The U.S. Securities and Exchange Commission (SEC) has filed a lawsuit against leading cryptocurrency exchange Binance and its CEO Changpeng Zhao, also known as CZ, for allegedly violating federal securities laws. The lawsuit comes after a similar suit was brought by the Commodity Futures Trading Commission (CFTC) against Binance earlier this year.
Binance Faces Dual Legal Action as SEC Joins CFTC in Accusing the Exchange of Regulatory Violations
According to the SEC, Binance, along with its U.S. operating company Binance.US, and CZ, offered unregistered securities in the form of the BNB token and Binance-linked BUSD stablecoin to the general public. The suit also alleges that Binance’s staking service violated securities laws. The SEC further accuses Binance of failing to register as a clearing agency, a broker, and an exchange. The regulatory body claims that Binance allowed the commingling of customer funds and that CZ secretly controlled Binance.US, with a CZ-owned entity inflating Binance.US’s trading volume.
One key allegation in the suit is that Binance claimed it did not serve U.S. customers while surreptitiously assisting high-value U.S. customers to trade on its platform. The SEC contends that Binance and CZ aimed to shield themselves from U.S. regulation, engaging in deceptive practices and conflicts of interest.
The SEC’s lawsuit also states that several other tokens, including Solana (SOL), Cardano (ADA), Polygon (MATIC), Coti (COTI), Algorand (ALGO), Filecoin (FIL), Cosmos (ATOM), Sandbox (AXS), Axie Infinity, and Decentraland (MANA), are classified as securities. You can discover more details in the link below.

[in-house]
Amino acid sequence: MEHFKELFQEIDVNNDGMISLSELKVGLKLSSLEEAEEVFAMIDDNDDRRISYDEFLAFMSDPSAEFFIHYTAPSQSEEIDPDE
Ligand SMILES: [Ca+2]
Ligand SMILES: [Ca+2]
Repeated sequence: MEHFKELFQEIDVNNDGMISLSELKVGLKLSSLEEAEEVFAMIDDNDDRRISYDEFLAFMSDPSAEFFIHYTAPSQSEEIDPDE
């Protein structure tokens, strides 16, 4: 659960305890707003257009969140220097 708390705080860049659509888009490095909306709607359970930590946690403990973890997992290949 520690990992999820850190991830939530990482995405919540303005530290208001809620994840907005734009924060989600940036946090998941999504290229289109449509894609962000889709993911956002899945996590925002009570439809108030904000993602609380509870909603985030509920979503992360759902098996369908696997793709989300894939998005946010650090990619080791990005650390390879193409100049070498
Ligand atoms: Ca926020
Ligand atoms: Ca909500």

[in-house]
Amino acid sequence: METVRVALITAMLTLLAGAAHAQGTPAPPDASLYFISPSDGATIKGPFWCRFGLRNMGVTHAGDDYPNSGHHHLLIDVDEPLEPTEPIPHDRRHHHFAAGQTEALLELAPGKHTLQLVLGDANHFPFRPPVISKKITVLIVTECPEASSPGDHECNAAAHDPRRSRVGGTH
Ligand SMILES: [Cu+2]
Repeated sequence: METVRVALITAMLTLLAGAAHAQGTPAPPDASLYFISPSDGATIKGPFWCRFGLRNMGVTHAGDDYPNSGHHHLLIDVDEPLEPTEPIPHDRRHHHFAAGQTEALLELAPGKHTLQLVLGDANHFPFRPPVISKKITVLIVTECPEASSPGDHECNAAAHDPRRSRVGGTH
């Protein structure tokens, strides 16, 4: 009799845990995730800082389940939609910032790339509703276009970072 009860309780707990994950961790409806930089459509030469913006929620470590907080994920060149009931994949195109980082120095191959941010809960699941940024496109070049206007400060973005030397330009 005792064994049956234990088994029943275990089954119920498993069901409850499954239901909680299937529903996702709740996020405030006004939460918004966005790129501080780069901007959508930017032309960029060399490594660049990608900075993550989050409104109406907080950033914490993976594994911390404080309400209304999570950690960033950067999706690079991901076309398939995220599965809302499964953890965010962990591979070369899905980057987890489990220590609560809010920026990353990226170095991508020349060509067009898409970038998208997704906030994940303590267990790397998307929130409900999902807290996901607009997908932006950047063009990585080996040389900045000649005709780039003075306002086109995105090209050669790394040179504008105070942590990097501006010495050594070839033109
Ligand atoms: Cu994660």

The suit highlights Binance’s poor financial controls, alleging that customer funds were diverted and potentially used for personal purposes. It claims that Merit Peak Limited, previously associated with CZ, had access to significant customer funds, while another CZ-controlled entity, Sigma Chain, received substantial funds from BAM Trading.
Catherine Coley, the first CEO of Binance’s U.S. operations, expressed concerns internally about her team’s struggles, and former U.S. CEO Brian Brooks reportedly left the company after realizing he was not in control and that the mission he signed up for was not being pursued.
In response to the lawsuit, Binance released a statement expressing disappointment with the SEC’s decision to file a complaint, emphasizing that the company had cooperated with investigations and worked toward a settlement. Binance also stated that user assets on its platforms, including Binance.US, were secure and pledged to vigorously defend against the allegations.
SEC Chair Gary Gensler stated that the charges against Binance and CZ involve a range of deceptive practices, conflicts of interest, lack of disclosure, and evasive maneuvers to evade the law.
This lawsuit from the SEC adds to the allegations brought by the CFTC in March, accusing Binance and CZ of offering unregistered crypto derivatives products in the United States, which violated federal law. Many of the allegations in the SEC’s suit mirror those in the CFTC’s complaint.
It remains to be seen how the legal proceedings will unfold and what impact they will have on Binance and the broader cryptocurrency industry.